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La Faute de l’Abbé Mouret

La Faute de l’Abbé Mouret (1875) is the fifth novel in Émile Zola’s twenty-volume series Les Rougon-Macquart. Viciously anticlerical in tone, it follows on from the horrific events at the end of La Conquête de Plassans, focussing this time on a remote Provençal backwater village.

Unusually for Zola, the novel contains very few characters and locations, and the level of realist observation compared to outright fantasy is most uncharacteristic; however, the novel remains extraordinarily powerful and readable, and is considered one of Zola’s most linguistically inventive and well-crafted works.[citation needed]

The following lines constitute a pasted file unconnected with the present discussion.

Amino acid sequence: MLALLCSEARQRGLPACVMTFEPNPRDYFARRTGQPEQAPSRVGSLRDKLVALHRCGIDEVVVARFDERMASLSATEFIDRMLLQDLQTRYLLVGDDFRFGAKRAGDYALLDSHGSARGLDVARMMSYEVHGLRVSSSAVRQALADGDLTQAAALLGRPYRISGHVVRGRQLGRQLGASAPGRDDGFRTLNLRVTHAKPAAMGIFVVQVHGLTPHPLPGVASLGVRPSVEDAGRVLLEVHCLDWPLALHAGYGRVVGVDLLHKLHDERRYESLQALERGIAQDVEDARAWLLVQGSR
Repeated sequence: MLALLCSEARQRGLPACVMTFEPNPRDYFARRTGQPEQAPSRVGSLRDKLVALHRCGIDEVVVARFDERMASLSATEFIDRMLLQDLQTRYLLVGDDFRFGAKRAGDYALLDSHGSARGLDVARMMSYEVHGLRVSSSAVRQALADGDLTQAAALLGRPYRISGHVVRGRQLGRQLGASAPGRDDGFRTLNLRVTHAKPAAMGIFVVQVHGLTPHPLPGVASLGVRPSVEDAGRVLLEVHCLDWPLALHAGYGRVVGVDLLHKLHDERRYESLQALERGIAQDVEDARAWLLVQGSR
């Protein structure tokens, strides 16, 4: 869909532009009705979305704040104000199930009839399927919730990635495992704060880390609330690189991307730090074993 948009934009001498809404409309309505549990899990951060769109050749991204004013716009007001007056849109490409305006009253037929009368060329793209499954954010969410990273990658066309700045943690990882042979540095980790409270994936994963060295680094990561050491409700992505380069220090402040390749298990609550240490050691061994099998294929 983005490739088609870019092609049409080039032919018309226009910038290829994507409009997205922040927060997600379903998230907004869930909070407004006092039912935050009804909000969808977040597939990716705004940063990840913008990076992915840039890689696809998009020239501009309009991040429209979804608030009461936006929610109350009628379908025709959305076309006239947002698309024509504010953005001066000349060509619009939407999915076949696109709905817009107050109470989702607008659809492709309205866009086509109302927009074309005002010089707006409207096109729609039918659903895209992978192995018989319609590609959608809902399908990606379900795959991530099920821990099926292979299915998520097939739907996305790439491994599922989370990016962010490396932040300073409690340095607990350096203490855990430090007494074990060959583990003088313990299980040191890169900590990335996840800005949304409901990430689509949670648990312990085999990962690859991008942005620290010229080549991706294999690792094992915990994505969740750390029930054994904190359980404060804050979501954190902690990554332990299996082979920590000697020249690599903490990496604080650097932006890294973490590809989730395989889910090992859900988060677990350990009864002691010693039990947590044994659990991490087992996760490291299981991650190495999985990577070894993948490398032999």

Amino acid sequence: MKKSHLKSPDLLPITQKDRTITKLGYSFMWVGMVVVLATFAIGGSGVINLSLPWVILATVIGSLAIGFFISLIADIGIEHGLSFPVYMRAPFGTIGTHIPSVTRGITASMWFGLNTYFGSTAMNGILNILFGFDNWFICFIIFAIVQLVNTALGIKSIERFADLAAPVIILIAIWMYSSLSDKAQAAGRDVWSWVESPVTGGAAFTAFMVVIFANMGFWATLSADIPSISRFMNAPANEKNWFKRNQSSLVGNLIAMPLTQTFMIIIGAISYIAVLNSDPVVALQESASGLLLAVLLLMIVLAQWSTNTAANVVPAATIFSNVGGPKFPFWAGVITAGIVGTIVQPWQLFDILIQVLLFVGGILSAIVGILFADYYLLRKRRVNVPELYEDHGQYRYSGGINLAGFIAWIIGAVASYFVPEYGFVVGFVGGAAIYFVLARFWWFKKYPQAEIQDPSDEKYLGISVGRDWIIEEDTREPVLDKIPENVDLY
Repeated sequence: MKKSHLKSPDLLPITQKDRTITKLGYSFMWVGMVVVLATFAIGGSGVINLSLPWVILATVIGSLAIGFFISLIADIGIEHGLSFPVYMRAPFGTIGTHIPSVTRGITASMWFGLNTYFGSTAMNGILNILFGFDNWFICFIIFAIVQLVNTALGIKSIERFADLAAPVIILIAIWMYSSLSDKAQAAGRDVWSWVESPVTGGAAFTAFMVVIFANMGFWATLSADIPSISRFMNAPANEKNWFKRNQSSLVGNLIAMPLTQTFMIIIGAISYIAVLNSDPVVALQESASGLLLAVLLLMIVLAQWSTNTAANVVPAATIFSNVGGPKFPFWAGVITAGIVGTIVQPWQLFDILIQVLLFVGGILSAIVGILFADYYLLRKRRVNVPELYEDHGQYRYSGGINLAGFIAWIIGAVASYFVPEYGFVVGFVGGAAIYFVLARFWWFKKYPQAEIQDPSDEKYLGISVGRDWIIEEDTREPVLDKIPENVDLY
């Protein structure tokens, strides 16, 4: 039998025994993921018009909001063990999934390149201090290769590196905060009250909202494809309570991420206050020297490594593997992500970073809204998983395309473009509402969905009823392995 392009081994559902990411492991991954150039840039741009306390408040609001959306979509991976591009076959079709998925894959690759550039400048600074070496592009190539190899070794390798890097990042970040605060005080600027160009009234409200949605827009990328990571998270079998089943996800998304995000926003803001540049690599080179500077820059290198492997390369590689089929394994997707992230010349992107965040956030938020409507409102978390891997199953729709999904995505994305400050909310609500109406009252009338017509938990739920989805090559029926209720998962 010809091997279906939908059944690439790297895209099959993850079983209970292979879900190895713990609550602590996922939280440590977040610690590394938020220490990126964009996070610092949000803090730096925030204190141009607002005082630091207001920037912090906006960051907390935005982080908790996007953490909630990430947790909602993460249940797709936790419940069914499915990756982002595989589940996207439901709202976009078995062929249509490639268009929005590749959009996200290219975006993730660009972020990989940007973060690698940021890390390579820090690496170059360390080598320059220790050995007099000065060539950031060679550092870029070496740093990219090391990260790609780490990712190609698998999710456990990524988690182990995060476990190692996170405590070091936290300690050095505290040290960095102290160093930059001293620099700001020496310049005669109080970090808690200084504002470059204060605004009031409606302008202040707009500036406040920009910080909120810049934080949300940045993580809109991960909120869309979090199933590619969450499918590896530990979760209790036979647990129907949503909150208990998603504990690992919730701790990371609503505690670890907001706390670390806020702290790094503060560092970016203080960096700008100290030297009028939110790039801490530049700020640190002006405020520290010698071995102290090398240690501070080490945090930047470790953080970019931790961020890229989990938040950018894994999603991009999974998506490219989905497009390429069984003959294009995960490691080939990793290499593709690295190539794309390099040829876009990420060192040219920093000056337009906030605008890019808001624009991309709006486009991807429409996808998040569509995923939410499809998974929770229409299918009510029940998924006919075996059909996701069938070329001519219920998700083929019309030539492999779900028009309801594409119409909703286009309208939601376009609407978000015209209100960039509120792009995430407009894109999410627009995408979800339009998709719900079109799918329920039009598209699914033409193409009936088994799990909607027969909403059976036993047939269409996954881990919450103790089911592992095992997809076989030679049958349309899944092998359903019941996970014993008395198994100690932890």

The plot centres on the neurotic young priest Serge Mouret, first seen in La Conquête de Plassans, as he takes his orders and becomes the parish priest for the uninterested village of Artauds. The inbred villagers have no interest in religion and Serge is portrayed giving several wildly enthusiastic Masses to his completely empty, near-derelict church. Serge not only seems unperturbed by this state of affairs but actually appears to have positively sought it out especially, for it gives him time to contemplate religious affairs and to fully experience the fervour of his faith. Eventually he has a complete nervous breakdown and collapses into a near-comatose state, whereupon his distant relative, the unconventional doctor Pascal Rougon (the central character of the last novel in the series, 1893’s Le Docteur Pascal) runners hydration, places him in the care of the inhabitants of a nearby derelict stately home, Le Paradou.